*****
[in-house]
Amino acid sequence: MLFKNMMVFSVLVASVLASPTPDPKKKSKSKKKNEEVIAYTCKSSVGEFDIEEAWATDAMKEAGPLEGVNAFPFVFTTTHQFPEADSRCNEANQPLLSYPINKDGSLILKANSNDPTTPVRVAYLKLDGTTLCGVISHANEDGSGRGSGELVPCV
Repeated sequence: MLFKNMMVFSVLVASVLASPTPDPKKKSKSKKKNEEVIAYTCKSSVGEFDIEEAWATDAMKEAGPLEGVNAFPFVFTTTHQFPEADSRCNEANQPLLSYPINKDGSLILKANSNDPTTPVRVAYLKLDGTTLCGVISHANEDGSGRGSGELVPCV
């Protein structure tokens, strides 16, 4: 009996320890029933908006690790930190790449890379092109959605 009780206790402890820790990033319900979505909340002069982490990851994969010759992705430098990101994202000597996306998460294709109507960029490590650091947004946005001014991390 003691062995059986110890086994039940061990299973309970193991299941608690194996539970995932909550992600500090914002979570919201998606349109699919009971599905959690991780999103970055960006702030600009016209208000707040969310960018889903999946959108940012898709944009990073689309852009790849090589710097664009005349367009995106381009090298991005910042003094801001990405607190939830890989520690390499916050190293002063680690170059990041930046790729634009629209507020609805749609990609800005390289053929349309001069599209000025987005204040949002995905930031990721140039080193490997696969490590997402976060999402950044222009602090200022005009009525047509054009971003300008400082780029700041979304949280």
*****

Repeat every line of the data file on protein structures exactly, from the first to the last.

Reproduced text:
[in-house]
Amino acid sequence: MLFKNMMVFSVLVASVLASPTPDPKKKSKSKKKNEEVIAYTCKSSVGEFDIEEAWATDAMKEAGPLEGVNAFPFVFTTTHQFPEADSRCNEANQPLLSYPINKDGSLILKANSNDPTTPVRVAYLKLDGTTLCGVISHANEDGSGRGSGELVPCV
Repeated sequence: MLFKNMMVFSVLVASVLASPTPDPKKKSKSKKKNEEVIAYTCKSSVGEFDIEEAWATDAMKEAGPLEGVNAFPFVFTTTHQFPEADSRCNEANQPLLSYPINKDGSLILKANSNDPTTPVRVAYLKLDGTTLCGVISHANEDGSGRGSGELVPCV
């Protein structure tokens, strides 16, 4: 009996320890029933908006690790930190790449890379092109959605 009780206790402890820790990033319900979505909340002069982490990851994969010759992705430098990101994202000597996306998460294709109507960029490590650091947004946005001014991390 003691062995059986110890086994039940061990299973309970193991299941608690194996539970995932909550992600500090914002979570919201998606349109699919009971599905959690991780999103970055960006702030600009016209208000707040969310960018889903999946959108940012898709944009990073689309852009790849090589710097664009005349367009995106381009090298991005910042003094801001990405607190939830890989520690390499916050190293002063680690170059990041930046790729634009629209507020609805749609990609800005390289053929349309001069599209000025987005204040949002995905930031990721140039080193490997696969490590997402976060999402950044222009602090200022005009009525047509054009971003300008400082780029700041979304949280």